Saturday, July 4, 2020

Comments by Aimee Inomata, PhD

Showing 11 of 11 comments.

  • Excellent points Brett. What I find so interesting about Pies is his ABSOLUTE unwillingness to consider the possibility that he might be wrong. It is this that precludes me from taking him seriously either as an experienced clinician or “a man of science”.

  • Thanks Richard. I’m not actually anti-psychiatry – in fact about the only thing I am anti is ignorance. I’ve encountered some truly wonderful psychiatrists who all tend to have two things in common – backbone and the recognition that what they are dealing with is a person and not just a made-up diagnosis. The issue for me with mainstream psychiatry is that it tacitly appears to be based on Enlightenment principles whereby rationality is king and being judged to be irrational thereby automatically means you forfeit your place in rational society – your social contract is null and void – and this means that things like dignity, respect, empathy are no longer your natural right. Except of course the science that the medical model of psychiatry is supposedly based on is almost non-existent so it’s exceptionally heartening to see people within the system such as Dr Chris Gordon actually willing to look at the hard evidence and try something else.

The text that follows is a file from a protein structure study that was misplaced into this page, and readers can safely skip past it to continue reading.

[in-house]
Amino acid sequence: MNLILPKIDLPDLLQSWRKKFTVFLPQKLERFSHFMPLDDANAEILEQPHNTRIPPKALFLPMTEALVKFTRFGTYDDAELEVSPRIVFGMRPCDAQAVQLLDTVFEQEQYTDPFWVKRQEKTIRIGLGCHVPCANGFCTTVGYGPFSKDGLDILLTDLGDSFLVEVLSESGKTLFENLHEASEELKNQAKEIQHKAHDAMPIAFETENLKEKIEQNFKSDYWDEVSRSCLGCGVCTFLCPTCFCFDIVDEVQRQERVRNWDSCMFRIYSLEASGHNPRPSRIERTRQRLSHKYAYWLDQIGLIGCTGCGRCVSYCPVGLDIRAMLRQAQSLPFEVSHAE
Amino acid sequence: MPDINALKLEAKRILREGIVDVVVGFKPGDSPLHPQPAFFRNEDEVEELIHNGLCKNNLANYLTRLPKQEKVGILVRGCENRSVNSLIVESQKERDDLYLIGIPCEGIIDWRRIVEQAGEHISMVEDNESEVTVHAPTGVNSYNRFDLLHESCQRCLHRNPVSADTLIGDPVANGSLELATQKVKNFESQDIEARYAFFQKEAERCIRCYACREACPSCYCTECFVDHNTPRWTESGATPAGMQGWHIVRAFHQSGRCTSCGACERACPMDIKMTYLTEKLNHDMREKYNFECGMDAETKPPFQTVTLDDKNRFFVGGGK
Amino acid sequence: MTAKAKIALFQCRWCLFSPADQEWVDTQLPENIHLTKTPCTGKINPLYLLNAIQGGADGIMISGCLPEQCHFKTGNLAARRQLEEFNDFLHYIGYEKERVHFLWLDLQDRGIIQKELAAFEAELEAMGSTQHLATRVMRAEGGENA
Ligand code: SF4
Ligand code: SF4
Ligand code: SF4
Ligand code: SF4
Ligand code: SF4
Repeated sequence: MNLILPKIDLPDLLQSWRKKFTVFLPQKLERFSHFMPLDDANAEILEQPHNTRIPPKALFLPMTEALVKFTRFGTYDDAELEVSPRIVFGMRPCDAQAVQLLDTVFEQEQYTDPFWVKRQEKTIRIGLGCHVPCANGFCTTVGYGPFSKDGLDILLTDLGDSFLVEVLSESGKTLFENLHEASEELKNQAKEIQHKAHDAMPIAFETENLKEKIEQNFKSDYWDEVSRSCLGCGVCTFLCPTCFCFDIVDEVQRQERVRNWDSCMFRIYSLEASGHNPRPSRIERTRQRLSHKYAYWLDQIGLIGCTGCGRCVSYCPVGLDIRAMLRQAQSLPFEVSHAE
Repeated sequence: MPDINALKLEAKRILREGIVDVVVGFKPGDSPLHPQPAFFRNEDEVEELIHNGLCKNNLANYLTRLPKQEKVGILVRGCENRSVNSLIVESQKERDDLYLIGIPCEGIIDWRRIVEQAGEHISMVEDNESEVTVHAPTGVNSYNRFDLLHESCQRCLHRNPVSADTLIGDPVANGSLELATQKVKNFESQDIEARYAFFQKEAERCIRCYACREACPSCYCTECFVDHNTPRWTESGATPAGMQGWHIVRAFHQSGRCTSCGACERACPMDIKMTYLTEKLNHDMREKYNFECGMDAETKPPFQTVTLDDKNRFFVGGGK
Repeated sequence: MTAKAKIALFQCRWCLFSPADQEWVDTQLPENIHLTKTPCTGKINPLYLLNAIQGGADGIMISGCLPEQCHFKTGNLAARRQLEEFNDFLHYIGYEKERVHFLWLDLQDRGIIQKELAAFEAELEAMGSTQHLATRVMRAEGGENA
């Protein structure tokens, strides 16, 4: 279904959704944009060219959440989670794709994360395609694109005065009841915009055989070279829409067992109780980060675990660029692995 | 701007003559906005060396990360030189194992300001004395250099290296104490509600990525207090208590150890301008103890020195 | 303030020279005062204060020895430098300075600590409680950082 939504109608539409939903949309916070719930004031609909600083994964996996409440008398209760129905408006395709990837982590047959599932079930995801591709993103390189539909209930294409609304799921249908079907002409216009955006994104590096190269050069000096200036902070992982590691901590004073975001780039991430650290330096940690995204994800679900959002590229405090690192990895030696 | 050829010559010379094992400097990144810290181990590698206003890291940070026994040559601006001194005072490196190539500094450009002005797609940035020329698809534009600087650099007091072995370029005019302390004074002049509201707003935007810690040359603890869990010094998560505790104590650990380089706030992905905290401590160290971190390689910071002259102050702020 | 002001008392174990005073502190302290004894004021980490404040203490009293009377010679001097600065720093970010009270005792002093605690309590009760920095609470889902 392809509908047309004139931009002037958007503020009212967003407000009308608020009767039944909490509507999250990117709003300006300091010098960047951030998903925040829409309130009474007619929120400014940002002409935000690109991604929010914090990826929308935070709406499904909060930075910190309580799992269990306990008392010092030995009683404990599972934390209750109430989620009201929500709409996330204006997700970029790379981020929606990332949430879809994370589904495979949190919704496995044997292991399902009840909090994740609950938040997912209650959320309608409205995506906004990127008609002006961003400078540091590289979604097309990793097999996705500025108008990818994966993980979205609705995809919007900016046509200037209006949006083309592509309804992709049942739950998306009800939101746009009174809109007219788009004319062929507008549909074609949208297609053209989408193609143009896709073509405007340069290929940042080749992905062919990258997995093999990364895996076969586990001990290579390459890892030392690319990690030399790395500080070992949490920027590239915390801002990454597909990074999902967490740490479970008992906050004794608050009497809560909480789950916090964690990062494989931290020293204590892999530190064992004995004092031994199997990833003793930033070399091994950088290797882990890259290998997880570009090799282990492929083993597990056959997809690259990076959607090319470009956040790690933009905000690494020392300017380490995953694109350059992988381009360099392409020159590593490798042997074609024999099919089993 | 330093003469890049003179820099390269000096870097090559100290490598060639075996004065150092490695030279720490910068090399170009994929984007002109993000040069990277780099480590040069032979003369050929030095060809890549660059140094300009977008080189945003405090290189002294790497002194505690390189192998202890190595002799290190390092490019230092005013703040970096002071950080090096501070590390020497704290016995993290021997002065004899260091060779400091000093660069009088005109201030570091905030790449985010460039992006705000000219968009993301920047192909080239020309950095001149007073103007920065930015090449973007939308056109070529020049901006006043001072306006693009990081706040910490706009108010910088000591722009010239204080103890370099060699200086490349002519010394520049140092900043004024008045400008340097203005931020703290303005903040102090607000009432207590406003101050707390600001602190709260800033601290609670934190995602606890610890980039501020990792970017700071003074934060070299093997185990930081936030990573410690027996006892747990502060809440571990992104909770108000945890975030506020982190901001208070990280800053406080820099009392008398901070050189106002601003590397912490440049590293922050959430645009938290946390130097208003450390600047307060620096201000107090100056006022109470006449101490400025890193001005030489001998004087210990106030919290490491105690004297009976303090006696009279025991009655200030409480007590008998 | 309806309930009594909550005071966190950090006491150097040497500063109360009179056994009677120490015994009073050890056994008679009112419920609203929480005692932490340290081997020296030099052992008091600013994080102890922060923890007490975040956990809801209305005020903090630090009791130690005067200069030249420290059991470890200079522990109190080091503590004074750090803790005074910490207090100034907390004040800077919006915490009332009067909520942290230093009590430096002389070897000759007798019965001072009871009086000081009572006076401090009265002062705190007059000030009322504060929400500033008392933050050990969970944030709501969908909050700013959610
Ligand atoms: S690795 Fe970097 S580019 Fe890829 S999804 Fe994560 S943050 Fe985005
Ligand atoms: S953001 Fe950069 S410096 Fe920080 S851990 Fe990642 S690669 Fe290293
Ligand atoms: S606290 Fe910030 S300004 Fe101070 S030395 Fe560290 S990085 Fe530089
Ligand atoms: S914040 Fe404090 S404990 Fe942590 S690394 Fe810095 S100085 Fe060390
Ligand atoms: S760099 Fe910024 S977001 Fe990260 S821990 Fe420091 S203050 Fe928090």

• Thanks Naas. I’ve always found that those people who have either been patients or close to people who have been through intense mental distress are able to better understand Paul’s story. It doesn’t take much imagination however to appreciate how difficult it would be to live each day with the knowledge that you had killed the man you loved the most when in a psychotic state – something you would never have done in your right mind. Somehow, in all the moral judgments, this is always overlooked.
    It is absolutely a tragedy – and unfortunately similar tragedies continue to occur.

  • Dear Frank

    Paul did not sue the hospital for releasing him as it’s not possible to do so in NZ but rather his family wished to make a case for negligence in the district health board’s duty of care. His initial case was the subject of a government inquiry which found – like many subsequently – that there were many systemic failures but no one could actually be held accountable or responsible.

  • Hi Lovebug,

    Like a few other people commenting on the article, you don’t appear to have read it very closely. I would be interested to know where it states that this was a “medication induced” homicide.
    It should also be noted that the Metro article gets quite a few facts wrong.